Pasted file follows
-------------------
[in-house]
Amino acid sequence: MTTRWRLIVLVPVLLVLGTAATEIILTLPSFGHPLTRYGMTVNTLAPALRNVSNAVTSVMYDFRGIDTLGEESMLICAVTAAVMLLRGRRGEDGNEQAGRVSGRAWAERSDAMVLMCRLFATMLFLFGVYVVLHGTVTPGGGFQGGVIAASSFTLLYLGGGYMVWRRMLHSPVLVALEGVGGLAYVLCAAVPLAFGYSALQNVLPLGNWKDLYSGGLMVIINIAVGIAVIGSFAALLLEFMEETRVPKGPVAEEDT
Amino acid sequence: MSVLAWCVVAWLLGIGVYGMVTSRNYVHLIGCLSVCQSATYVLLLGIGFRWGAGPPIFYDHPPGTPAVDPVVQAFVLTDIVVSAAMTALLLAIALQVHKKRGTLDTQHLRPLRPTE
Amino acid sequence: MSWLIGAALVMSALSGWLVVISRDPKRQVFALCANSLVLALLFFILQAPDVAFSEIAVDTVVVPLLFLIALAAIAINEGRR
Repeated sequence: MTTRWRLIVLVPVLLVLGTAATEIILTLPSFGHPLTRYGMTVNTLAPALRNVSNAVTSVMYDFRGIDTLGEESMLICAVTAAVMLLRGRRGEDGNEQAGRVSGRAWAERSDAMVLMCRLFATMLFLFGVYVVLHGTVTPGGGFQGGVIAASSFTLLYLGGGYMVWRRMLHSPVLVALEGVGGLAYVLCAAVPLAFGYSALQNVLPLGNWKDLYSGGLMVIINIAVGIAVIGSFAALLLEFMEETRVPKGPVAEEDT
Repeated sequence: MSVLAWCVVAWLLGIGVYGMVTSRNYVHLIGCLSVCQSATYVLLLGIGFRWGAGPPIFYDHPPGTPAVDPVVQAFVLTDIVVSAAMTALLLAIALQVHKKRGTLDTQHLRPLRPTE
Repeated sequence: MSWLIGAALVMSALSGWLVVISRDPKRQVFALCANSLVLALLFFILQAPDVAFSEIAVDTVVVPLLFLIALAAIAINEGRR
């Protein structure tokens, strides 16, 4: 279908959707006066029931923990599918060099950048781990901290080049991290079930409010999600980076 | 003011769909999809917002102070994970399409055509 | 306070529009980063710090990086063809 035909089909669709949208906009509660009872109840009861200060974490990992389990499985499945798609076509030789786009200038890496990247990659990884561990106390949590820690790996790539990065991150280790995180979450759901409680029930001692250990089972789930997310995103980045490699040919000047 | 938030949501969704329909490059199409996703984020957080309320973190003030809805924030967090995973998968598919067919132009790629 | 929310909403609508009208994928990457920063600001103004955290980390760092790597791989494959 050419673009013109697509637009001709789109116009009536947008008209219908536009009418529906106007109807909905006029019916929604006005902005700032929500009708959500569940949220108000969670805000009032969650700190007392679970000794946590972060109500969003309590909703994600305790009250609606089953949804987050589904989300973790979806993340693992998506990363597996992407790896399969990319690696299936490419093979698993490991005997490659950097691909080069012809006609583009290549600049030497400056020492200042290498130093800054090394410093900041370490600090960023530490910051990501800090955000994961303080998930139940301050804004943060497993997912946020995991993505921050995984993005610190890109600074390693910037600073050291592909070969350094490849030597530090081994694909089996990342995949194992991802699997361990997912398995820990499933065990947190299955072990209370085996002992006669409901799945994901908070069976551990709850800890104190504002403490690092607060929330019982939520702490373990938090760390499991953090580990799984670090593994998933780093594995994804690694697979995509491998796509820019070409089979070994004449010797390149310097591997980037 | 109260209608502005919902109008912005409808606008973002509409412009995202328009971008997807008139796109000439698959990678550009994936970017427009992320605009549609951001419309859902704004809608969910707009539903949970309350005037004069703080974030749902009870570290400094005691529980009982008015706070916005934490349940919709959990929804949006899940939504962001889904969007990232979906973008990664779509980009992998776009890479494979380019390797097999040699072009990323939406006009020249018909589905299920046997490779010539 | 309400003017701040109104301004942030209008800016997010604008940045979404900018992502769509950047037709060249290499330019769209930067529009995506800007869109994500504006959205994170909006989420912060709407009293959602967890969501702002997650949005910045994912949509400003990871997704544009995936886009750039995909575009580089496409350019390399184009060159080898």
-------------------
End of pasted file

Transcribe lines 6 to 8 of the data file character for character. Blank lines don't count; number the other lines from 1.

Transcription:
Repeated sequence: MSVLAWCVVAWLLGIGVYGMVTSRNYVHLIGCLSVCQSATYVLLLGIGFRWGAGPPIFYDHPPGTPAVDPVVQAFVLTDIVVSAAMTALLLAIALQVHKKRGTLDTQHLRPLRPTE
Repeated sequence: MSWLIGAALVMSALSGWLVVISRDPKRQVFALCANSLVLALLFFILQAPDVAFSEIAVDTVVVPLLFLIALAAIAINEGRR
């Protein structure tokens, strides 16, 4: 279908959707006066029931923990599918060099950048781990901290080049991290079930409010999600980076 | 003011769909999809917002102070994970399409055509 | 306070529009980063710090990086063809 035909089909669709949208906009509660009872109840009861200060974490990992389990499985499945798609076509030789786009200038890496990247990659990884561990106390949590820690790996790539990065991150280790995180979450759901409680029930001692250990089972789930997310995103980045490699040919000047 | 938030949501969704329909490059199409996703984020957080309320973190003030809805924030967090995973998968598919067919132009790629 | 929310909403609508009208994928990457920063600001103004955290980390760092790597791989494959 050419673009013109697509637009001709789109116009009536947008008209219908536009009418529906106007109807909905006029019916929604006005902005700032929500009708959500569940949220108000969670805000009032969650700190007392679970000794946590972060109500969003309590909703994600305790009250609606089953949804987050589904989300973790979806993340693992998506990363597996992407790896399969990319690696299936490419093979698993490991005997490659950097691909080069012809006609583009290549600049030497400056020492200042290498130093800054090394410093900041370490600090960023530490910051990501800090955000994961303080998930139940301050804004943060497993997912946020995991993505921050995984993005610190890109600074390693910037600073050291592909070969350094490849030597530090081994694909089996990342995949194992991802699997361990997912398995820990499933065990947190299955072990209370085996002992006669409901799945994901908070069976551990709850800890104190504002403490690092607060929330019982939520702490373990938090760390499991953090580990799984670090593994998933780093594995994804690694697979995509491998796509820019070409089979070994004449010797390149310097591997980037 | 109260209608502005919902109008912005409808606008973002509409412009995202328009971008997807008139796109000439698959990678550009994936970017427009992320605009549609951001419309859902704004809608969910707009539903949970309350005037004069703080974030749902009870570290400094005691529980009982008015706070916005934490349940919709959990929804949006899940939504962001889904969007990232979906973008990664779509980009992998776009890479494979380019390797097999040699072009990323939406006009020249018909589905299920046997490779010539 | 309400003017701040109104301004942030209008800016997010604008940045979404900018992502769509950047037709060249290499330019769209930067529009995506800007869109994500504006959205994170909006989420912060709407009293959602967890969501702002997650949005910045994912949509400003990871997704544009995936886009750039995909575009580089496409350019390399184009060159080898």